Independence from What?

Christopher Beaumont was a British official who played a large part in Punjab’s tragic partition.  He later wrote:

The Punjab partition was a disaster.  Geography, canals, railways and roads all argued against dismemberment…it was impossible to make a frontier without widespread dislocation.  [Hundreds of] thousands of people died or were uprooted from their homes in what was in effect a civil war.

Beginning an article about Indian Independence with a quote from a British guy is probably a post-colonial faux pas, but there’s good reason to it.  After all, if the oppressor himself isn’t afraid to admit the truth, it’s rather silly that so many Punjabi folk are celebrating azadi da din today.  It begs the question:  What are we so dang happy about and what exactly did we get azadi from?

Rajinder Singh was an Indian freedom fighter in the 1940s, however, he soon saw the country’s agenda for what it was.  This nation-state called India wanted the same thing all the power brokers of South Asia have desired — the slow and inevitable destruction of the Punjabi-Sikh identity.  Through the ensuing decades he gritted his teeth as leaders in India tried to dismantle the Punjabi language and Sikh motherland.  Then came the government sponsored Sikh genocide in the 1980s.  He sacrificed his life for Independence from the Colonial rulers, but when innocent Sikhs began having their heads shot off and turbans trod upon in 1984, Rajinder Singh renounced the country all together.

It’s not really independence if at every step of the way someone has got another ploy to get rid of you.  It’s not really freedom if there’s a deliberate attempt to choke the lifeline and water from your homeland.  This isn’t a lesson on what a disaster the partition of Punjab was. This isn’t a lecture on South Asian history.  This is just a reminder that hundreds of Sikhs died over the past six and half decades. We are simply survivors. Perhaps the 19th century Native American leader Tecumseh said it best — the Master of Life has appointed this place for us to light our fires, and here we shall remain.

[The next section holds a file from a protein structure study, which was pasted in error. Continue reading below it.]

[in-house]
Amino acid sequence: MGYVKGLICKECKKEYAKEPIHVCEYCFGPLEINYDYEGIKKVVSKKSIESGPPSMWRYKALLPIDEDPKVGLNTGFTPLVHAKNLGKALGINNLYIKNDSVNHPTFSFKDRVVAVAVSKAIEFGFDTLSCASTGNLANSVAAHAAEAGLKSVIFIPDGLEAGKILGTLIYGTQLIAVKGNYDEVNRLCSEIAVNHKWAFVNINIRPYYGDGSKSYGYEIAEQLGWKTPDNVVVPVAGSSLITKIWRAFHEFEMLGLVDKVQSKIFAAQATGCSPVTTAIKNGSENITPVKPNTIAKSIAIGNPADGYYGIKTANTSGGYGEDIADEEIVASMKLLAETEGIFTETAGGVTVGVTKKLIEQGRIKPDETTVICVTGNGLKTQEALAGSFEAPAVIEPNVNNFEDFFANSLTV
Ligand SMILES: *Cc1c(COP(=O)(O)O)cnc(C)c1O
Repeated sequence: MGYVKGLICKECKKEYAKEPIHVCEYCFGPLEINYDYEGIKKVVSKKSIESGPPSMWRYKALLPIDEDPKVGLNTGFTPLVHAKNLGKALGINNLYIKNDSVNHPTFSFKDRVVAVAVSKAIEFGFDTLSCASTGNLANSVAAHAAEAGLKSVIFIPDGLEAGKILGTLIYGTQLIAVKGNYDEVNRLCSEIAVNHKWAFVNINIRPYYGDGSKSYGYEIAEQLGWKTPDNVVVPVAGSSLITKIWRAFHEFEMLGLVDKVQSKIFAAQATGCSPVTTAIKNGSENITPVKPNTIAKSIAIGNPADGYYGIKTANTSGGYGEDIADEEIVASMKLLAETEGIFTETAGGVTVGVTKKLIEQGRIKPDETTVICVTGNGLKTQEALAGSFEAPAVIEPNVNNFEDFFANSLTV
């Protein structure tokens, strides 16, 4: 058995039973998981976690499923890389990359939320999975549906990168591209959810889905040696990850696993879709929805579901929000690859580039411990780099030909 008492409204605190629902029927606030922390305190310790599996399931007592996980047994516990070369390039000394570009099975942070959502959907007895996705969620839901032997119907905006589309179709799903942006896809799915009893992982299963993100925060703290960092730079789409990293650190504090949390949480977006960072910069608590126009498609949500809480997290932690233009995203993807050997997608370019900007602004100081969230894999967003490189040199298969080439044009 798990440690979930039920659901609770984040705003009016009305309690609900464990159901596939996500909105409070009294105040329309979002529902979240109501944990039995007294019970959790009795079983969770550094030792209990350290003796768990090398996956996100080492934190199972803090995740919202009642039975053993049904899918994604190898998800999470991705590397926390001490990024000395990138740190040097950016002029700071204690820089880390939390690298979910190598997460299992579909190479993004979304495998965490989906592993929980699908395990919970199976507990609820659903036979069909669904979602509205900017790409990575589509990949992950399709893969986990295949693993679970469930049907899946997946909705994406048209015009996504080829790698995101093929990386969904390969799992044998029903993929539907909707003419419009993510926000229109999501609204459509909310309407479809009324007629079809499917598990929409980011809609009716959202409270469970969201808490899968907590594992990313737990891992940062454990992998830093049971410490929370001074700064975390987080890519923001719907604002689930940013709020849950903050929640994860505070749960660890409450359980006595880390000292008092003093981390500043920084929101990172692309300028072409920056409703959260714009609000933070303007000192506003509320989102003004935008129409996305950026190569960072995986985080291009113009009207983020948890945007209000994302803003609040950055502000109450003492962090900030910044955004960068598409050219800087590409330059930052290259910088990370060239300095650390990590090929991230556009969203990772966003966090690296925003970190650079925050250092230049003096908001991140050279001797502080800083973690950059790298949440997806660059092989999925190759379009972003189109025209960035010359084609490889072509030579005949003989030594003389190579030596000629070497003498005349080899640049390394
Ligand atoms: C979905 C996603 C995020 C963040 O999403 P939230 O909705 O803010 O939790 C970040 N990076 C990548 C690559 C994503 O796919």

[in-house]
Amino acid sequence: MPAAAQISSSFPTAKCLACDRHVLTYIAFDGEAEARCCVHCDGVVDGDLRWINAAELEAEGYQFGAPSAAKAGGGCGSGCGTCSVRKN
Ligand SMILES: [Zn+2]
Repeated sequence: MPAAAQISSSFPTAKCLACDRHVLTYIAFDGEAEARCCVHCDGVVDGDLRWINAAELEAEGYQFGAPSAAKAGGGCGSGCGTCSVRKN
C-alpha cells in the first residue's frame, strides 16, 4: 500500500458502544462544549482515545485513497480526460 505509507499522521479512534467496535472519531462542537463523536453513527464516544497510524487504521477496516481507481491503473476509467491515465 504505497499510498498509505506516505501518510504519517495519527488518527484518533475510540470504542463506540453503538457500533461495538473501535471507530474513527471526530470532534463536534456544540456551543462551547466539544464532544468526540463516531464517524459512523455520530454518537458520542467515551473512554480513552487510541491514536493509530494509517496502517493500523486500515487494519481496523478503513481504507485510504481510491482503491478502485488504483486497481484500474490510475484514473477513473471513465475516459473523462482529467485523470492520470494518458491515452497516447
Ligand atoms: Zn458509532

So today, smile not because the British left South Asia, but because you survived when all tables were turned against you.

Keeping it real. PenduPrincess


2 Comment

  1. As I stood at the top of the “chbaara” at our house in the Punjab; over looking our fields I thought of my great-great grandfather, my great grandfather, my grandfather and my father; not only them but also some of their brothers. All of them soldiers at some point in their lives. Some in the British Army and some before the British even got to India. I could only whisper “in my memory are the sacrifices made by my ancestors, through my heart runs their blood and before is the beauty they sacrificed for – The Punjab” There is nothing more motivational than that.

    Yours respectfully Tarro

  2. A great perspective Talwar Kaur. I can just imagine sitting in my living room in the US and can still feel it. WOW
    And yes smiling ” smile not because the British left South Asia, but because you survived when all tables were turned against you.”
    Thanks for the great lines.

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